Telstra’s recent investments in the health area include UK health analytics firm Dr Foster, Medibank’s Anywhere Healthcare, and iCareHealth, one of Australia’s primary providers of software solutions to the aged care sector.

Telstra retail boss Gordon Ballantyne quits telco

Mitchell Bingemann

Gordon Ballantyne, the man who helped Telstra lure back five million mobile customers, is leaving the telco giant after five years overseeing the company’s retail operations.
Mr Ballantyne will finish his stint with Telstra (TLS) in December and enjoy a break before exploring new opportunities.
At 11.10am (AEDT), Telstra shares were trading 1.6 per cent lower at $5.61, in a weak market.
Mr Ballantyne joined Telstra as its consumer chief in 2010 at a time when the telco giant had weathered four profit downgrades and as exorbitant prices for its services pushed customers to its rivals.

Telstra, Silver Chain in health care deal

Peter Klinger
October 9, 2015, 6:14 am
Silver Chain Group, the not-for-profit organisation that provides home care health services to more than 83,000 patients, has become the surprise source of Telstra’s latest quest to unearth the next great technology.
The Perth-based organisation said yesterday it had struck a deal to sell its EOS Technologies subsidiary to Telstra Health.
Financial details of the deal were not revealed and Silver Chain is not saying how much cash it has pumped into EOS, which developed the ComCare community care management system that is used by the group’s more than 3000 staff and volunteers.

Telstra reshuffles executives, acquires eHealth management system

Telstra has seen three internal promotions and one departure among its executives this week, with the telco also acquiring eHealth management company EOS Technologies.
By Corinne Reichert | October 9, 2015 -- 06:32 GMT (17:32 AEDT) | Topic: Telcos
Telstra has announced the appointment of three new group executives, as well as the departure of its Retail group executive Gordon Ballantyne, amid a refocus for the telecommunications provider on "strategic growth".
Karsten Wildberger will be promoted from group managing director of Consumer and acting group managing director of Products to the AU$18 billion portfolio of group executive of Retail; Cynthia Whelan, currently the group managing director of Strategic Finance and acting group executive of International, will be appointed group executive of International and New Businesses; and Joe Pollard will be the new chief marketing officer and group executive of Media, promoted from his present role of group MD of Media and Marketing.
All three will report directly to Telstra CEO Andrew Penn, who said the appointments would help drive the company's agenda for continued strategic growth.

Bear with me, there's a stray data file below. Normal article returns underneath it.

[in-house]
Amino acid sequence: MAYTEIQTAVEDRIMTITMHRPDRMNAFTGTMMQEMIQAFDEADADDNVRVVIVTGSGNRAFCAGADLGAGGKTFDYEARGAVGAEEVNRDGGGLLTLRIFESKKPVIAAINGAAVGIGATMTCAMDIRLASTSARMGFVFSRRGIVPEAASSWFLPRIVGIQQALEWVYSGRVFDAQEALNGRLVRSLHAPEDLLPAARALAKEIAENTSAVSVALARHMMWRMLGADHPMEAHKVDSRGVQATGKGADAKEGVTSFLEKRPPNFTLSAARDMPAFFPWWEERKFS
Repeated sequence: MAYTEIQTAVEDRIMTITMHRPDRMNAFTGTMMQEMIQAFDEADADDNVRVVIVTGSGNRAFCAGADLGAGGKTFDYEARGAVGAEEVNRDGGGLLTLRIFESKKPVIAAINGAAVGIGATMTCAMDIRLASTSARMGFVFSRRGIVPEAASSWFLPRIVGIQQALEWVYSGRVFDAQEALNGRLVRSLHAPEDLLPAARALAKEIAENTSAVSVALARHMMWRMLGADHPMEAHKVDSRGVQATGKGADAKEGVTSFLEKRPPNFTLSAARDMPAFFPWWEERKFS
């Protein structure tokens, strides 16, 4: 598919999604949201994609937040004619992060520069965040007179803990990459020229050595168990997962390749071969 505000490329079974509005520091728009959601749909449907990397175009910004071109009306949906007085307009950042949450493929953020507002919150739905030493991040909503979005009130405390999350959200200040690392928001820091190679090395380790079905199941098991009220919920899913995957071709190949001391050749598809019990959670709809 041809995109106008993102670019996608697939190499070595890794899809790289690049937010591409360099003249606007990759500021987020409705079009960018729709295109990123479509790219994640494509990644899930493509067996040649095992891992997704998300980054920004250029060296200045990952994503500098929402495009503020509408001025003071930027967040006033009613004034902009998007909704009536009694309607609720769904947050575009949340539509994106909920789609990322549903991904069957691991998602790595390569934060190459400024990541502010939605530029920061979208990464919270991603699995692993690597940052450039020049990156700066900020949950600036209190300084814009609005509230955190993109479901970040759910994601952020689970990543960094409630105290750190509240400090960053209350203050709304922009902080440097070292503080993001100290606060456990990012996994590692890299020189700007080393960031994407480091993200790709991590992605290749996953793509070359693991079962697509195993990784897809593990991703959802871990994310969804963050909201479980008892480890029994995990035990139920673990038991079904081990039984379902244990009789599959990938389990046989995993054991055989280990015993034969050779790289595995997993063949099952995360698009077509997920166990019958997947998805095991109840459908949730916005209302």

Region fears businesses will abandon Tasmania's west coast because it will get NBN satellite, not fibre

October 8, 2015
There are fears of population decline and businesses abandoning Tasmania's west coast because the region will not receive fibre-to-the-node or premises under the NBN.
Media player: "Space" to play, "M" to mute, "left" and "right" to seek.
The local council has vowed to mobilise its community and industry leaders to lobby the Federal Government to overturn a decision to service the region with the NBN satellite service.
Mayor Phil Vickers has raised his concerns with federal Member for Braddon Brett Whiteley, and argues there are viable ways to bring fibre to some towns.
"We're not remote...we've got five fully blown towns. Within our five townships we do have Telstra infrastructure and we do have the Hydro Tasmania poles and wires," Cr Vickers said.

Australian researchers make quantum computing breakthrough, paving way for world-first chip

Date October 6, 2015 - 2:00AM

Hannah Francis

Technology Reporter

Crucial hurdle overcome for quantum computing

The world'€™s first calculation using two quantum bits in silicon has been demonstrated by a team of engineers at UNSW Australia. (Vision courtesy UNSW)
Australian scientists have discovered a way to put quantum computing technology into silicon computer chips, paving the way for the first commercial manufacture of the holy grail in superfast computing.
For decades scientists have been trying to turn quantum computing — which allows for multiple calculations to happen at once, making it immeasurably faster than standard computing — into a practical reality rather than a moonshot theory. Until now, they have largely relied on "exotic" materials to construct quantum computers, making them unsuitable for commercial production.
But researchers at the University of New South Wales have patented a new design, published in the scientific journal Nature on Tuesday, created specifically with computer industry manufacturing standards in mind and using affordable silicon, which is found in regular computer chips like those we use every day in smartphones or tablets.


Anonymous said...

WA Health has finally begun taking applications for a chief information officer role that has remained in the hands of temporary appointees since 2010.

WA Health demonstrates it has had virtually a ZERO commitment to health IT for FIVE years. No wonder we have major project failures everywhere we look - HealthSmart, Royal Adelaide Hospital, Fiona Stanley Hospital, Macquarie Private Hospital, NEHTA, ...

This gives an indication of the minuscule likelihood that the ACeH will have any impact at all.

Anonymous said...

"This gives an indication of the minuscule likelihood that the ACeH will have any impact at all."

Of course it will have an impact. It will cause huge amounts of money to be spent for no purpose other than to put the average Australian off government owned and controlled eHealth record systems.

And the average GP won't like it much either. It will make their job harder and will let the government look over their shoulder at the costs of health care they will be held responsible for.